Pre-AIA 102: Meaning of On Sale “in This Country”

by Dennis Crouch

Caterpillar v. ITC & Wirtgen (Fed. Cir. 2020)

Caterpillar filed a complaint with the International Trade Commission (ITC) against Wirtgen — arguing that the German manufacturer was importing infringing devices into the US.  However, the ITC found the claims invalidated by the company’s pre-filing sales.  On appeal here, the Federal Circuit has affirmed.

Caterpillar’s U.S. Patent No. 7,140,693 covers a milling machine with retractable wheels (or tracks).   The invention here was originally created by engineers at the Italian company Bitelli in the late 1990’s.  Caterpillar purchased Bitelli in 2000, the priority patent application was not filed (in Italy) until April 2001, followed by the PCT in 2002.  Bitelli had already been selling embodiments of the invention even before 2000.

Pre-AIA patent law included some geographic limits on prior art.  The on-sale bar in particularly only applied to sales in the United States.

A person shall be entitled to a patent unless — (b) the invention was … sale in this country, more than one year prior to the date of the application for patent in the United States.

35 U.S.C. 102(b) (pre-AIA). Since this is a pre-AIA patent, the pre-AIA laws apply.

During litigation, patent claims are presumed valid unless proven invalid with clear and convincing evidence.  Here, Wirtgen presented records showing the sale of two Bitelli SF 102 C machines were sold to a U.S. Customer. One in June 1999 and the other in July 2000.  The machines were apparently delivered to the Bitelli factory gates in Italy, and the customer may have brought them to America.  The July-2000 machine (or at least a machine bearing that serial number) is actually located in the U.S., but there are no historic records of its location prior to 2018.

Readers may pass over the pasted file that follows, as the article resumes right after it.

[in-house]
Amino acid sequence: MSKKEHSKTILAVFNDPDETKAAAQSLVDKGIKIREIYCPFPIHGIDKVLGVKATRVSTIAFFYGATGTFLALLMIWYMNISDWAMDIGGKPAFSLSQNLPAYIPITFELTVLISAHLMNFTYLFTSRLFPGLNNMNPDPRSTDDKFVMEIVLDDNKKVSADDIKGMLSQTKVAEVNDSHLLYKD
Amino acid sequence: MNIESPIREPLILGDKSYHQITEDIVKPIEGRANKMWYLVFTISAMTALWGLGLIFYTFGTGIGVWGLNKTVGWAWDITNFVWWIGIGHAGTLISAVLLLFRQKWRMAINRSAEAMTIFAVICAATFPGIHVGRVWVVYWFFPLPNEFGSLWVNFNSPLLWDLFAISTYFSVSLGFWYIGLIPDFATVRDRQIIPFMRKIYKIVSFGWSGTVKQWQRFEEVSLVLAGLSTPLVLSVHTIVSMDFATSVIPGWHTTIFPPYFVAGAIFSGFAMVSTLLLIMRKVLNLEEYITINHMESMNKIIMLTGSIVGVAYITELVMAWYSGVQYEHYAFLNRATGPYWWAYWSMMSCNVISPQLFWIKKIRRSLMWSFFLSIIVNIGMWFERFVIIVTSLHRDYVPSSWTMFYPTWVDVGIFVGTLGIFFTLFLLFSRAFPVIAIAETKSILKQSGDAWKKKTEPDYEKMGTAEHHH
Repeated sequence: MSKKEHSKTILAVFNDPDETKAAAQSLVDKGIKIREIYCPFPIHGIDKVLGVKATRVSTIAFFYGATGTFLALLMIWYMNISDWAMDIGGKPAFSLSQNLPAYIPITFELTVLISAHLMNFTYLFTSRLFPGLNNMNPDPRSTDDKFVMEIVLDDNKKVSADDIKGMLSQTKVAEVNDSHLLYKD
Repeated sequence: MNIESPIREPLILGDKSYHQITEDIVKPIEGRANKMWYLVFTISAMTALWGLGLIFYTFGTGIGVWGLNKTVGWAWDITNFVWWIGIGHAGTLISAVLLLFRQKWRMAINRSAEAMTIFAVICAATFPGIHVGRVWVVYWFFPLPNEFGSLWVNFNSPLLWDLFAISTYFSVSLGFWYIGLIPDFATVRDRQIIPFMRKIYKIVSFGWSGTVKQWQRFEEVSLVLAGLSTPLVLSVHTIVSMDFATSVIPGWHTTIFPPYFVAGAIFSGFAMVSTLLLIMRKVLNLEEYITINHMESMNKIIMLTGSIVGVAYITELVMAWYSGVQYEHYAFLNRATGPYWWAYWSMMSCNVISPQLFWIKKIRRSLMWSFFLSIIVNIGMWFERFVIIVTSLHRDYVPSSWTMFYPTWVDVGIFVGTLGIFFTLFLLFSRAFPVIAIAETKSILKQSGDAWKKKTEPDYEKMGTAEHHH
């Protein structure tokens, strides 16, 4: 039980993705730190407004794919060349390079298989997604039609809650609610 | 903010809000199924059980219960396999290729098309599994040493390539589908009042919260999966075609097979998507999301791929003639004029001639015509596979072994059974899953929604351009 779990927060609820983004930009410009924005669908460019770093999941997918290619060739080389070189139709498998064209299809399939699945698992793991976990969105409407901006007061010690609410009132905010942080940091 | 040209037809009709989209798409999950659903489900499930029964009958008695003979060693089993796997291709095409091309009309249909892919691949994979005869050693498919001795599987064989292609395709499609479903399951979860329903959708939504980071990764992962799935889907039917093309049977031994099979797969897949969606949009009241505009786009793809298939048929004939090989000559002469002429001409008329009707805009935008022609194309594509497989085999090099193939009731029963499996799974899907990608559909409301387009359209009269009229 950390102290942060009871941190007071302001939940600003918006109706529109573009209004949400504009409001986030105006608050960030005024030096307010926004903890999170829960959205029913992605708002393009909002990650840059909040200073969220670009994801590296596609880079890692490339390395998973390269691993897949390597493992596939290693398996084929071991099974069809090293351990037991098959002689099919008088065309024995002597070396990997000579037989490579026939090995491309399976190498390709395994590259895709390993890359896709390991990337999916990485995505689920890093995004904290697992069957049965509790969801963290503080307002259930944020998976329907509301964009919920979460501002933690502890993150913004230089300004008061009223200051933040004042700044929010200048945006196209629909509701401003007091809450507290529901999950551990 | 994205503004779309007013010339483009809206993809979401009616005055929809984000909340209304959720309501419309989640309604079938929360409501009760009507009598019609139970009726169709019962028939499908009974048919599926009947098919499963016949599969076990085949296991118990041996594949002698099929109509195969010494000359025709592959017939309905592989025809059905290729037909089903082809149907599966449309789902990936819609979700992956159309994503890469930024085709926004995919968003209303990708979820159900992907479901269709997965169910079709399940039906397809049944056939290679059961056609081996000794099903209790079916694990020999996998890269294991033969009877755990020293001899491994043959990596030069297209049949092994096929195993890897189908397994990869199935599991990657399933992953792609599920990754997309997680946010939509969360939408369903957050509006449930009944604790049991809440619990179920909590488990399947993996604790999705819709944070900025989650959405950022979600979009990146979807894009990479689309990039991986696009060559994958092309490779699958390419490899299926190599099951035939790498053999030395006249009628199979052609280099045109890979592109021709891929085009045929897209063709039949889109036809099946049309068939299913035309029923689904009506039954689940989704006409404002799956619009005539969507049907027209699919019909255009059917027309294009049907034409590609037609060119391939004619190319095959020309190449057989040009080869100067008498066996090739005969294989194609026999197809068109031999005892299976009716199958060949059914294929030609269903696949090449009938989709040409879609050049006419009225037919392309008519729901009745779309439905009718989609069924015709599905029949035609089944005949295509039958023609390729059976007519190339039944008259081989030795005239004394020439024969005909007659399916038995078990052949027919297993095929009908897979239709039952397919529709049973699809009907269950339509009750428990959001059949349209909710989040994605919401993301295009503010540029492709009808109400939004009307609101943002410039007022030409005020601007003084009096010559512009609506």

In finding the patent claims invalid, the ITC concluded the deliveries in Italy were still “directed to the United States” in a manner sufficient to satisfy the “in this country” prong of the on sale bar “by at least July 2000.”

On appeal, the Federal Circuit has affirmed.

Sale to US Company Not Enough: Wirtgen argued that “Under black-letter law, a sale to a U.S. company is an invalidating sale under § 102(b).” On appeal, the Federal Circuit rejected that contention — “our cases do not hold that the mere fact that the sale was made to a United States company is sufficient” to be “in this country.”

Sale Directed to the US is Enough: A foreign sale can be consider a US sale if it constituted “commercial activity directed to the United States.”  Here, the court found substantial evidence to support that conclusion for the 1999 invoice:

  • Buyer located in US;
  • Invoice suggests that US Tariffs were due (although the same tariff number is used in EU and other countries around the world);
  • Sale in US dollars;
  • Description of the machine in US;
  • the VAT assessment was at 0% rate — the rate used for export out of Italy and the EU. (20% for items staying in Italy); and
  • No other evidence indicating that the purchase was for use anywhere but the US.

Based upon all of this, the Federal Circuit affirmed that sales were in the US for the purposes of the on-sale bar.  Note here that the court’s conception of “directed to” analysis here is similar to the Supreme Court’s test for personal jurisdiction.  A key difference though is that the on sale bar is a statutory provision and the geographic limitation has been eliminated for post-AIA (2011) patents.

= = = =

In this case, the the Italian patent application was filed in April 2001, followed by a PCT in 2002 and then the U.S. national stage in 2003. The ITC decision concluded that July 2000 was “more than a year before the application for the ‘693 was filed.”

These facts, considered collectively, are clear and convincing evidence that the Bitelli SF 102 C was “on sale in this country” by at least July 2000, more than a year before the application for the ‘693 patent was filed, thus qualifying as prior art under section 102(b).